partition 0, leader 0, replicas: 0,1, isrs: 0,1
    partition 1, leader 1, replicas: 1,0, isrs: 0,1
    partition 2, leader 0, replicas: 0,1, isrs: 0,1

As expected, the client application was able to list only the topic it has access to, example-topic.

Client applications outside the Kubernetes cluster 🔗︎

This scenario is much the same as the previous one, the only difference being that the client application connects to the endpoint bound to the Kafka cluster's external listener.

To get the endpoint bound to the external listener of the Kafka cluster run:

kubectl get svc -n kafka kafka-meshgateway

NAME                TYPE           CLUSTER-IP     EXTERNAL-IP                                                                PORT(S)
kafka-meshgateway   LoadBalancer   10.10.44.209   aff4c6887766440238fb19c381779eae-1599690198.eu-north-1.elb.amazonaws.com   19090:32480/TCP,19091:30972/TCP,29092:30748/TCP
kafkacat -L -b aff4c6887766440238fb19c381779eae-1599690198.eu-north-1.elb.amazonaws.com:29092
% ERROR: Failed to acquire metadata: Local: Timed out

Unsurprisingly, the client application was unable to connect to the Kafka cluster, since it didn't present a client certificate.

Now let's run it again with the client certificate stored in external-kafkauser-secret which represents Kafka user external-kafkauser:

kubectl get secret external-kafkauser-secret -o 'go-template={{index .data "ca.crt"}}' | base64 -D > /var/tmp/ca.crt
kubectl get secret external-kafkauser-secret -o 'go-template={{index .data "tls.crt"}}' | base64 -D > /var/tmp/tls.crt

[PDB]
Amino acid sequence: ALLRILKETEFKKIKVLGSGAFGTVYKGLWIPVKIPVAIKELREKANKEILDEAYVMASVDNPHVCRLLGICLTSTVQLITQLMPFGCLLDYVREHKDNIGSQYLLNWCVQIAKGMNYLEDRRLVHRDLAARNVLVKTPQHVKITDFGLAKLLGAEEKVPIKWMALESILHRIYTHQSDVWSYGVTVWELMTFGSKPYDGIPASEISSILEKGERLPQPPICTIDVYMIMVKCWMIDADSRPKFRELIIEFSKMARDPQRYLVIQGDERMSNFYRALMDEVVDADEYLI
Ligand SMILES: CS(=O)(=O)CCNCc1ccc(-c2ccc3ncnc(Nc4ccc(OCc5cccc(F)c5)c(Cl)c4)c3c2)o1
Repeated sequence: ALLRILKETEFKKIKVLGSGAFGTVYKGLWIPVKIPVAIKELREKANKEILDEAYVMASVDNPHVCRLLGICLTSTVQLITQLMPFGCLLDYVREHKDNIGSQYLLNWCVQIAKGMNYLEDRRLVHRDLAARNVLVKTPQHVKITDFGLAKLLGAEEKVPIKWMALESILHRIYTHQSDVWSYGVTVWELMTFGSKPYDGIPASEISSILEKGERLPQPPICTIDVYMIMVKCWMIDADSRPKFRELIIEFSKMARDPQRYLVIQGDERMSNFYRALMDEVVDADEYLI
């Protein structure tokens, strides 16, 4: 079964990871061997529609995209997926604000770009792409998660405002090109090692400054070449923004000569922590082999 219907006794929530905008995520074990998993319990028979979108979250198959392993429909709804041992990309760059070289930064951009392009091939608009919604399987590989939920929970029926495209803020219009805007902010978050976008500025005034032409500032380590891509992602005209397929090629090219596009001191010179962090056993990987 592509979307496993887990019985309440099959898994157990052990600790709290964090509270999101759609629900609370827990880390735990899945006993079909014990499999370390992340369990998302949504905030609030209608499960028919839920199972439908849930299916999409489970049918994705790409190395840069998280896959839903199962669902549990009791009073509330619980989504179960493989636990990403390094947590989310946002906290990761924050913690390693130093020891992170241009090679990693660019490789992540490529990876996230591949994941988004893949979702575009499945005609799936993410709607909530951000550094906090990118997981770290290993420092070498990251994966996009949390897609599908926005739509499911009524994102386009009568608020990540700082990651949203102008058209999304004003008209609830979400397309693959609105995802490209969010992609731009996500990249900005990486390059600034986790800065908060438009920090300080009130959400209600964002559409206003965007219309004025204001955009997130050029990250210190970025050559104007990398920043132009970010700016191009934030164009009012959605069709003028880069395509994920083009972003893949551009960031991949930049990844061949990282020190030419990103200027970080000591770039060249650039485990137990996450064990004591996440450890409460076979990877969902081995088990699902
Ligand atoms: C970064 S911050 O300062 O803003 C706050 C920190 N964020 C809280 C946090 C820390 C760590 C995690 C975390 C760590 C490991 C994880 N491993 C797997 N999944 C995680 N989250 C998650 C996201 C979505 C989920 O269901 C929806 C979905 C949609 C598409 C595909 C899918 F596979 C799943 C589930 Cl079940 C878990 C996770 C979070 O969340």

kubectl get secret external-kafkauser-secret -o 'go-template={{index .data "tls.key"}}' | base64 -D > /var/tmp/tls.key

kafkacat -L -b aff4c6887766440238fb19c381779eae-1599690198.eu-north-1.elb.amazonaws.com:29092 -X security.protocol=SSL -X ssl.key.location=/var/tmp/tls.key -X ssl.certificate.location=/var/tmp/tls.crt -X ssl.ca.location=/var/tmp/ca.crt

Metadata for all topics (from broker -1: ssl://aff4c6887766440238fb19c381779eae-1599690198.eu-north-1.elb.amazonaws.com:29092/bootstrap):
 2 brokers:
  broker 0 at aff4c6887766440238fb19c381779eae-1599690198.eu-north-1.elb.amazonaws.com:19090 (controller)
  broker 1 at aff4c6887766440238fb19c381779eae-1599690198.eu-north-1.elb.amazonaws.com:19091
 1 topics:
  topic "example-topic" with 3 partitions:
    partition 0, leader 0, replicas: 0,1, isrs: 0,1
    partition 1, leader 1, replicas: 1,0, isrs: 0,1
    partition 2, leader 0, replicas: 0,1, isrs: 0,1

Kafka 2.5 is out 🔗︎

Kafka 2.5 has recently been released, which Banzai Cloud's Supertubes fully supports. Those of you who are still on Kafka 2.4 can run the following command to upgrade your Kafka cluster to version 2.5:

supertubes cluster update --kafka-image "banzaicloud/kafka:2.13-2.5.0-bzc.1"

Conclusion 🔗︎

The case we described in this post shows the power of integrating applications with Istio through the use of pluggable WASM filters for Envoy. If we put this in Kafka's context, we believe that we can provide easy to use, well-integrated solutions to complex business problems and requirements that would otherwise be very difficult to implement or prohibitively cumbersome.